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Publication numberUS6146323 A
Publication typeGrant
Application numberUS 09/311,876
Publication dateNov 14, 2000
Filing dateMay 14, 1999
Priority dateMay 14, 1999
Fee statusLapsed
Publication number09311876, 311876, US 6146323 A, US 6146323A, US-A-6146323, US6146323 A, US6146323A
InventorsRobert E. Fischell
Original AssigneeIsostent, Inc.
Export CitationBiBTeX, EndNote, RefMan
External Links: USPTO, USPTO Assignment, Espacenet
Delivery catheter for a radioisotope stent
US 6146323 A
Abstract
Disclosed is a stent delivery catheter system for placing a radioactive stent within a blockage in a vessel of a human body. The stent delivery catheter system consists of a radioactive stent that is placed onto an angioplasty balloon that is located at the distal portion of a stent delivery catheter. Just proximal and just distal to the stent there is a proximal radioactive band and a distal radioactive band, respectively, each of which are generally thin walled and cylindrical. The radioactive stent located on the balloon at the distal portion of the stent delivery catheter is advanced over a flexible guide wire until the non-deployed radioactive stent is placed at the site of a vessel blockage such as an arterial stenosis. The balloon is inflated and the radioactive stent and the distal and proximal radioactive bands are pushed radially outward in apposition to the wall of the artery, resulting in dilatation of the stenosis. The balloon remains expanded for several minutes, which maintains the proximal radioactive band and the distal radioactive band against the artery wall at positions that are just proximal and just distal to the edges of the stent. By this means, the regions of the vessel wall that are just proximal and just distal to the edges of the stent experience a sufficient dose of radiation so that the cells in that region become incapable of producing growth factor.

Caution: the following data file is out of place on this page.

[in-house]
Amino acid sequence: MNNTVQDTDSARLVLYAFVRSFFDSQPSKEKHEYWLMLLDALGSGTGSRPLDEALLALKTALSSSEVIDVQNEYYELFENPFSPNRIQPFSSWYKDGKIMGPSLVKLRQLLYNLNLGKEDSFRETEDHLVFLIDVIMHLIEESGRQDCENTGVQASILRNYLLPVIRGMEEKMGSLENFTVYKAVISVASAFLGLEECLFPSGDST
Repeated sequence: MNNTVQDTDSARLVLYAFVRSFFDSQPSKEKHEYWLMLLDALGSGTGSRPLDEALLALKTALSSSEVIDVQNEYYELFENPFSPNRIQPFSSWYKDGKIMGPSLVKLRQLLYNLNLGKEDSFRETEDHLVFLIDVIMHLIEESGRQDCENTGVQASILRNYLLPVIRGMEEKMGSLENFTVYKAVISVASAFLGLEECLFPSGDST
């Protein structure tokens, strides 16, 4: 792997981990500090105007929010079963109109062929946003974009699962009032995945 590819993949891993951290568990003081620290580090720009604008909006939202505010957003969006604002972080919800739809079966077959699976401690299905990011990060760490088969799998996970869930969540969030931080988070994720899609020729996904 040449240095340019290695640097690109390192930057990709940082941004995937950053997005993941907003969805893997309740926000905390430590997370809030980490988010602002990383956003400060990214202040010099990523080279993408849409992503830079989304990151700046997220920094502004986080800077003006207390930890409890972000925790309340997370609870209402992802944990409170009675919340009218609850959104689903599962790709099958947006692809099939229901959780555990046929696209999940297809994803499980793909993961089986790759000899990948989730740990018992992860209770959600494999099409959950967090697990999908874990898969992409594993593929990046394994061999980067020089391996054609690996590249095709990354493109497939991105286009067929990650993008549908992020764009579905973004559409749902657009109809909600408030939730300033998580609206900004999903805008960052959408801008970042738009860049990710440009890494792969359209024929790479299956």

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Claims(11)
What is claimed is:
1. A stent delivery catheter system for placing a radioactive stent within a stenosis of a vessel in a human body, the system comprising:
a flexible guide wire;
a stent delivery catheter; the stent delivery catheter having a distal portion; the stent delivery catheter having an angioplasty balloon adapted for inflation by injectable inflation fluid, the balloon being located at the distal portion of the stent delivery catheter and having a proximal and a distal end; the stent delivery catheter having a radioactive stent mounted co-axially around the angioplasty balloon; the radioactive stent having a proximal end and a distal end; the stent delivery catheter also having a proximal radioactive band and a distal radioactive band; the proximal and distal radioactive bands being generally thin walled and cylindrical; the proximal radioactive band having a distal end located in proximity to the proximal end of the radioactive stent; the distal radioactive band having a proximal end located in proximity to the distal end of the radioactive stent; the proximal and distal radioactive bands adapted to be moved in apposition to the vessel wall.
2. The system of claim 1 wherein the proximal and distal radioactive bands include a beta particle emitting radioisotope.